One of the most disturbing articles in the provocative Surrealist magazine Documents is Michel Leiris essay The ‘Caput Mortuum’ or the Alchemist’s Wife, which details Leiris encounter with the American Lost Generation travel writer and occultist William Buehler Seabrook.
Leiris had favourably reviewed Seabrook’s book on Haiti, The Magic Island for Documents and he readily agreedto a meeting. Leiris was very impressed with Seabrook, who narrated a story about a man who had come face to face with God. Shortly afterwards Leiris received some startling photographs from Seabrook of a woman in a leather mask. Leiris meditations on the photographs form the body of the essay which raises disquieting questions regarding identity and desire.
The American photographer Man Ray also met Seabrook in Paris around the same period and Man Ray tells several anecdotes concerning Seabrook in his autobiography Self Portrait. Man Ray shot several photographs of tableaux arranged by Seabrook, as well as the photographs of Seabrook with the marvellous Lee Miller.
Another arresting erotic image by the master Surrealist photographer, Man Ray. I cannot accurately determine the date it was taken, however as it features his lover Juliet Browner (and later wife, they were married in a dual ceremony with Max Ernst and Dorothea Tanning in Beverly Hills in 1946) and Margaret Nieman who was his neighbour in Los Angeles during the early 1940’s, 1942 would seem to be the likeliest year.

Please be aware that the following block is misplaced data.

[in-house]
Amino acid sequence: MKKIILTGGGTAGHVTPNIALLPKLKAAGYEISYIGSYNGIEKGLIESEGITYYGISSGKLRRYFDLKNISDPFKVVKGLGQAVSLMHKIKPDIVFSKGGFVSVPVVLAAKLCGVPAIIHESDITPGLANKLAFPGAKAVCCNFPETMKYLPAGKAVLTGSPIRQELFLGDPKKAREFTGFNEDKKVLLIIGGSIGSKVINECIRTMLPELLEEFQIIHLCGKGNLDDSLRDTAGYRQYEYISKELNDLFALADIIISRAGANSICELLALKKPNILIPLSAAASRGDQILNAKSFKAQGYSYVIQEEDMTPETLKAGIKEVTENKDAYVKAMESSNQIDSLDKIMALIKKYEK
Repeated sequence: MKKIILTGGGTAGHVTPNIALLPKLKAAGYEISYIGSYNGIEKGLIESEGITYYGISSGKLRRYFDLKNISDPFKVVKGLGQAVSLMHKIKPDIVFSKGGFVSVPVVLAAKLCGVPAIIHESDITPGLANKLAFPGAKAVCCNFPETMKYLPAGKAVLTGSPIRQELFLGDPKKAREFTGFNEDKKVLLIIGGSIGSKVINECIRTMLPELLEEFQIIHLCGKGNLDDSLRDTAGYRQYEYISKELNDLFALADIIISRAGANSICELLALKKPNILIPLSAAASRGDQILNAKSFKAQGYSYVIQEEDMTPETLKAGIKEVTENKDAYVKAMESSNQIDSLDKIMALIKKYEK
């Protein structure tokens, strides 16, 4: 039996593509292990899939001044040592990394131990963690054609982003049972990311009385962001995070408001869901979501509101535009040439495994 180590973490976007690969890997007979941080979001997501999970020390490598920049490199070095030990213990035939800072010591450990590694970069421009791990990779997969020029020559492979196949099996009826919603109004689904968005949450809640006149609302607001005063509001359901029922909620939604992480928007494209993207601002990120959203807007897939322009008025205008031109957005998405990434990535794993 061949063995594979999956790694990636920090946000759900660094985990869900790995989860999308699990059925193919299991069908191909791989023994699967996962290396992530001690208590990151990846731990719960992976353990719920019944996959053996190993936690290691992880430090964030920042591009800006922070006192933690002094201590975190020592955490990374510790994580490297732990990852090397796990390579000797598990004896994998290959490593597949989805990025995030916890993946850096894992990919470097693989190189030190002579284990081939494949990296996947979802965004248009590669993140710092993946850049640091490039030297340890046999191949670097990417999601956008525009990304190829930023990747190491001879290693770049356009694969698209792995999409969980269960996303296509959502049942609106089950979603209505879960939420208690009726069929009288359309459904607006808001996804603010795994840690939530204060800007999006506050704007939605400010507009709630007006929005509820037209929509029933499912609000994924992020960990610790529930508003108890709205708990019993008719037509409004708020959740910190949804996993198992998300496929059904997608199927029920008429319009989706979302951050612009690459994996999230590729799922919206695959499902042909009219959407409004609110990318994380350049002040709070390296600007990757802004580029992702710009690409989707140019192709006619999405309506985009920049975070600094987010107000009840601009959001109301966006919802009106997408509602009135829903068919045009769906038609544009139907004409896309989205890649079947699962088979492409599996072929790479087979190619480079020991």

Man Ray frequently photographed his lovers in embraces with other women, notably Lee Miller and her room-mate Tanja Ramm (though not the photograph of Lee and Tanja having breakfast in bed, that was taken by Lee’s father) and later, Ady Fidelin with the ultimate Surrealist muse Nusch Eluard.
The totem-like masks were designed by Man Ray himself and certainly add an aura of strangeness and animalistic carnality to the scene. In the early 30’s in Paris, Man Ray had become involved with the Lost Generation American travel writer and occultist William Seabrook and had photographed several of Seabrook’s sadistic mise-en-scene involving masks. Seabrook’s sexual proclivities were also the subject of the extremely unsettling essay by Michel Leiris, The ‘Caput Mortuum’ or the Alchemist’s Wife, published in Georges Bataille magazine Documents.